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Ein Polizist hält das Auto an.

Firstly, I didn't understand why there is "an".
My translation to this sentence is

A Policeman stops his car.

After I read this question below,
What is the meaning of 'an' in context “Tief in mir ist noch ein Feuer an”
I guess that "an" means "at somewhere". Like,

A Policeman stops his car on the road.

Is it right?

  • Note, that the German sentence (at least without further context) leaves open, whether the car stoppped is the one the policeman himself is driving (by pressing the brake) or another one (by showing his traffic paddle). – guidot Nov 14 '16 at 15:47
  • @guidot: Ich würde sagen nein. "Ein Polizist" deutet darauf hin, dass bislang nicht von einem Polizisten die Rede war. Wird der Polizist jetzt erst eingeführt, so dass es nicht "Der Polizist" heißen kann, dann wird es ein fremdes Auto sein, sonst wäre es wohl "hält sein Auto an". – user unknown Nov 14 '16 at 19:47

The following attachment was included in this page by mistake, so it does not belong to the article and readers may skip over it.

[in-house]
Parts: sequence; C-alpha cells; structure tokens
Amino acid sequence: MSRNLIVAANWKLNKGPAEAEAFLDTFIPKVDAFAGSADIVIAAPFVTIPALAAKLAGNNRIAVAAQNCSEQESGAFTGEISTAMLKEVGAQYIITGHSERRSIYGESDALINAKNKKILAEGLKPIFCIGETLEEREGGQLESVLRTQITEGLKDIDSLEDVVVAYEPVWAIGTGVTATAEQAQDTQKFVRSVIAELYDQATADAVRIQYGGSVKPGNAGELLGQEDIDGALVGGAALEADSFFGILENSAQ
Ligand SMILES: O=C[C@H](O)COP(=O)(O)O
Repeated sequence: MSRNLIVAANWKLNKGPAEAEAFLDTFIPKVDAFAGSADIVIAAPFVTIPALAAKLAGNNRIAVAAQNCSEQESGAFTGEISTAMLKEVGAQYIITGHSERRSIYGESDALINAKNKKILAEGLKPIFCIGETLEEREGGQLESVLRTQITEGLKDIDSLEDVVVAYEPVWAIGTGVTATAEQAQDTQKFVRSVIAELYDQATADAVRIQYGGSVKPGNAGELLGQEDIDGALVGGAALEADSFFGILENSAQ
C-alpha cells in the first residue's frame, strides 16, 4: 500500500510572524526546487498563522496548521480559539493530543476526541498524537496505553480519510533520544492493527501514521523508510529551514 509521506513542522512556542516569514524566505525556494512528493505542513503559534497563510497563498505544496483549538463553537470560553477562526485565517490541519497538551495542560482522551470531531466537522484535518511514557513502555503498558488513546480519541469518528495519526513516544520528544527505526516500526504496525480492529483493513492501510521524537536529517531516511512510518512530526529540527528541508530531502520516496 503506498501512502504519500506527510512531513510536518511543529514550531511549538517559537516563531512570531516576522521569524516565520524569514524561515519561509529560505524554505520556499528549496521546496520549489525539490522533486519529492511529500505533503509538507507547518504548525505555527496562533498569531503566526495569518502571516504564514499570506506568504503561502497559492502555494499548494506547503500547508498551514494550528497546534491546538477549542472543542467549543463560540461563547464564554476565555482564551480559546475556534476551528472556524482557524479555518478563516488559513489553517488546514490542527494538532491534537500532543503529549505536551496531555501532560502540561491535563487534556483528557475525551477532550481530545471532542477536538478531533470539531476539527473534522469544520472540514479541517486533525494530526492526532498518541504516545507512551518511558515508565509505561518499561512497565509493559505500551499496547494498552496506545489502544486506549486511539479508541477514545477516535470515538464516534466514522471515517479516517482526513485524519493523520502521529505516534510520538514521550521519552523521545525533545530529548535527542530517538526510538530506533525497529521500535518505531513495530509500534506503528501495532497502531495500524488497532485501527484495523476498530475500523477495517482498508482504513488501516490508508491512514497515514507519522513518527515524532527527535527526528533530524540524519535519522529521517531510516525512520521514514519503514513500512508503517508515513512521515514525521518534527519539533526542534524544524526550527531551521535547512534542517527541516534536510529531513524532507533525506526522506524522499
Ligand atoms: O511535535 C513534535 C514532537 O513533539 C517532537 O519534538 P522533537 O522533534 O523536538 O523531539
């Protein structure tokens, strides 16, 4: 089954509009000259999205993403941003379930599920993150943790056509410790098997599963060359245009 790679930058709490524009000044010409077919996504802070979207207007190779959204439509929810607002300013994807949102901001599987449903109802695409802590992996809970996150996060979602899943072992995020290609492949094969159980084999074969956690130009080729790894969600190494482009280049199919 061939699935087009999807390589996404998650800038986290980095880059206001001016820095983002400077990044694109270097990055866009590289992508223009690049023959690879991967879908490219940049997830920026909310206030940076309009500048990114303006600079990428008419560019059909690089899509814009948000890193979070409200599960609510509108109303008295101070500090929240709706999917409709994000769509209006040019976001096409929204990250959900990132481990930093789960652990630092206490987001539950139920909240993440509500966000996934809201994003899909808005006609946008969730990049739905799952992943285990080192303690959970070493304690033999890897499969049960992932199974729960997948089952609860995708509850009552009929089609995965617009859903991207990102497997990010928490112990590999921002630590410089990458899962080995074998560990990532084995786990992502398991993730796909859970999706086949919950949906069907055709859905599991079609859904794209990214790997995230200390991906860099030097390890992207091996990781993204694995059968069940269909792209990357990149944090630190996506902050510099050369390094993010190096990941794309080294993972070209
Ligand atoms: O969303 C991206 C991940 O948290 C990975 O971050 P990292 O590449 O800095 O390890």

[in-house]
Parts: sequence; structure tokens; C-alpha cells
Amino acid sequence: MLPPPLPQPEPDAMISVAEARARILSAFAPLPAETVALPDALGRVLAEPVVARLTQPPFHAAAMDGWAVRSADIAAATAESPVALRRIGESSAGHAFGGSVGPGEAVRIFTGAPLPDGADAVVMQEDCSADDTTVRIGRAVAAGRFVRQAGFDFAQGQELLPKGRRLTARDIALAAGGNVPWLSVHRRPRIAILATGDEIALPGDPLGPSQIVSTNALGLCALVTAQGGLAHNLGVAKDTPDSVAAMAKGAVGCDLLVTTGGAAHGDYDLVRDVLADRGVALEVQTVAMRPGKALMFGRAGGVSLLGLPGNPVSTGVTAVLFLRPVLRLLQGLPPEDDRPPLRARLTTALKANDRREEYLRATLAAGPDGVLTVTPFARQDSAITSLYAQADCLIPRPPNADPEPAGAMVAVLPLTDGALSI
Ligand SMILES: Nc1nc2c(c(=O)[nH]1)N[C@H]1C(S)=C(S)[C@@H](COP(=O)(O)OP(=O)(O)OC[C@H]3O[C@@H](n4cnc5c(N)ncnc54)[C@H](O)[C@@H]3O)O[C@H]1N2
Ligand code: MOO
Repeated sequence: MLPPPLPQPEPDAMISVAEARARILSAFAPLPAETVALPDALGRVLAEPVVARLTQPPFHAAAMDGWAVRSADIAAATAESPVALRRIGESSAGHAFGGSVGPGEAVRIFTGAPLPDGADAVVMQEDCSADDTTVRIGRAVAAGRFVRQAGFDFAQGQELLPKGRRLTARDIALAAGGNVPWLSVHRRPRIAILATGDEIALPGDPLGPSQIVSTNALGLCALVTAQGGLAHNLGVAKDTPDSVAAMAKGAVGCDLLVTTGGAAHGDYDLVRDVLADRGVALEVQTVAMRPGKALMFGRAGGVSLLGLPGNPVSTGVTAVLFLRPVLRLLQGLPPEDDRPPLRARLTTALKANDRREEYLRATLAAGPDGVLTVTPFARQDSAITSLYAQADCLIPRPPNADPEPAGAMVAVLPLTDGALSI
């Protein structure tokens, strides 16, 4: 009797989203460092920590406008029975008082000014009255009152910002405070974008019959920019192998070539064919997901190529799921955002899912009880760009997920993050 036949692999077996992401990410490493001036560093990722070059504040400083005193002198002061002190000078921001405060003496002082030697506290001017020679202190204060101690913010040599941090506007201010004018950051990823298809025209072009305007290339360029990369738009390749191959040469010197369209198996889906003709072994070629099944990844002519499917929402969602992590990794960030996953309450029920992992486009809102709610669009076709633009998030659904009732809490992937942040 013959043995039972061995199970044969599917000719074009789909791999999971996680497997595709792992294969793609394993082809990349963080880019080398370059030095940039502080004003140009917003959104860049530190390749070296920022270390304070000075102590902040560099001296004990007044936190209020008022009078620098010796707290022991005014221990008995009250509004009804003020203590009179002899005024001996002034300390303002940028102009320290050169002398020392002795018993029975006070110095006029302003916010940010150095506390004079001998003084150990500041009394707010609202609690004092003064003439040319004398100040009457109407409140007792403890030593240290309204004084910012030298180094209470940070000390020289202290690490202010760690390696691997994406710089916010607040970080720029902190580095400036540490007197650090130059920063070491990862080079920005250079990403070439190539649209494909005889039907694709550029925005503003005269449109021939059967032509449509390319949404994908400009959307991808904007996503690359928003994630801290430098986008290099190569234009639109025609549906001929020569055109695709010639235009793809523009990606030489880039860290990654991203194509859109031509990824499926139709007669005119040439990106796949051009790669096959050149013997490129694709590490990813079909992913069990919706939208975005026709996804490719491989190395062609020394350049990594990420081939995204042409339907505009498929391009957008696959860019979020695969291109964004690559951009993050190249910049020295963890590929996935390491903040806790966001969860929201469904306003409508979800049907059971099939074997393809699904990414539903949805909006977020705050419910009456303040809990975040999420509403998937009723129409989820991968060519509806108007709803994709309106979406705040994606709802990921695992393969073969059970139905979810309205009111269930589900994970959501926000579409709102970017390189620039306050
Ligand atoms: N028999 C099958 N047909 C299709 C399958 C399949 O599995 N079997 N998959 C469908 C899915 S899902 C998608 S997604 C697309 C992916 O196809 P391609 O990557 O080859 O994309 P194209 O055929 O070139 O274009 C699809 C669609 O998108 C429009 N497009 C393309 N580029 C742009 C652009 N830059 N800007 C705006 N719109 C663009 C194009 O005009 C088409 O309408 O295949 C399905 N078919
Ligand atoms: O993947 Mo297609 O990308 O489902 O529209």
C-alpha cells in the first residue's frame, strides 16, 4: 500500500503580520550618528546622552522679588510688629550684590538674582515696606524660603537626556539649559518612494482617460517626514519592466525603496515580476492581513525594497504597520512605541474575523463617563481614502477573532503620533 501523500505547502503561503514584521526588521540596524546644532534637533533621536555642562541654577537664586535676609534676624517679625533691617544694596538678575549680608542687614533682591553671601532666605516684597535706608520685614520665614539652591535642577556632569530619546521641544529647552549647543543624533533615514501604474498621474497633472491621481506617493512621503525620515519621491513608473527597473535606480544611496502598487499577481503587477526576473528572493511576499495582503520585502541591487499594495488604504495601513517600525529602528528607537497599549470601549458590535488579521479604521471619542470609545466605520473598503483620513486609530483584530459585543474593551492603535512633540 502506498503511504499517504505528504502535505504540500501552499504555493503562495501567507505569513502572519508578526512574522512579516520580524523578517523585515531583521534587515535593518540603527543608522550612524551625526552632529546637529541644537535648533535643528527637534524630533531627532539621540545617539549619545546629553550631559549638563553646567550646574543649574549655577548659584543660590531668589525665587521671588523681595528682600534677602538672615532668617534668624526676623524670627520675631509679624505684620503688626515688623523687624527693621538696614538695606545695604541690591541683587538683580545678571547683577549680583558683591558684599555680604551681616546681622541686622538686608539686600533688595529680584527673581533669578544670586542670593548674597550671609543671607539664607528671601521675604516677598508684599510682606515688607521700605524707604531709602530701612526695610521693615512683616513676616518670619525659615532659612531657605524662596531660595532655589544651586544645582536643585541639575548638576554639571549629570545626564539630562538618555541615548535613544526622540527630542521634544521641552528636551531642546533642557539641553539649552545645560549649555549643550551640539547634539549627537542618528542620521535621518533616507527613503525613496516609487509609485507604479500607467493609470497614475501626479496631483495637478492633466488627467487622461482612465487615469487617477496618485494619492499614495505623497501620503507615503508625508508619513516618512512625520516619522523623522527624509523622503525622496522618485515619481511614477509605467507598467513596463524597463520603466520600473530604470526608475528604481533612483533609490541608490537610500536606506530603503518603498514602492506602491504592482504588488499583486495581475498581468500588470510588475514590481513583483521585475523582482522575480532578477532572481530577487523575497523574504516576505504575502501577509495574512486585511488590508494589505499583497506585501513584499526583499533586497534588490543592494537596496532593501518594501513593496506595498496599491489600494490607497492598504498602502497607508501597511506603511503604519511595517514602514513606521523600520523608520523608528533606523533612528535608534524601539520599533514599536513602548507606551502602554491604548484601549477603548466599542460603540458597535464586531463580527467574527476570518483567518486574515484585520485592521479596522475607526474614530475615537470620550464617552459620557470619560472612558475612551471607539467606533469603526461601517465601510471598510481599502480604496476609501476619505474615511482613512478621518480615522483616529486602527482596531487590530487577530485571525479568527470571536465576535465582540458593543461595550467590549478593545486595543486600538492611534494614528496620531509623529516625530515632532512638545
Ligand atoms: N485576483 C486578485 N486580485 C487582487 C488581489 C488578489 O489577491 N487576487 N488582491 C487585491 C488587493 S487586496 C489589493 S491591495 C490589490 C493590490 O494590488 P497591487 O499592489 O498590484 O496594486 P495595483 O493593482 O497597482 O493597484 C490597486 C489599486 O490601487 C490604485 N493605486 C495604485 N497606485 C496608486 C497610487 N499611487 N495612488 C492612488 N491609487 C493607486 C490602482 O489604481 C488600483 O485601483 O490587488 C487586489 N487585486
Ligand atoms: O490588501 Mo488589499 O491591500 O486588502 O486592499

• "stops his car" lässt da überhaupt keine Mehrdeutigkeit zu: Er hält sein Auto an... – Torsten Link Nov 15 '16 at 8:35
  • I’m with user unknown and Torsten here: Your translation is incorrect. There would have had to have been a sein in the German sentence for your translation to work (‘Der Polizist hält sein Auto an’). Instead, you should have attempted a translation as ‘A policeman stops the car.’ – Jan Nov 15 '16 at 14:02
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The verb in the German sentence is anhalten, a so called phrasal verb composed of the preposition an and the actual phrasal verb halten. If the verb gets reordered in the sentence the prepositional prefix an gets separated from the verb.

So an in your particular sentence has no meaning but being a part of the verb anhalten.

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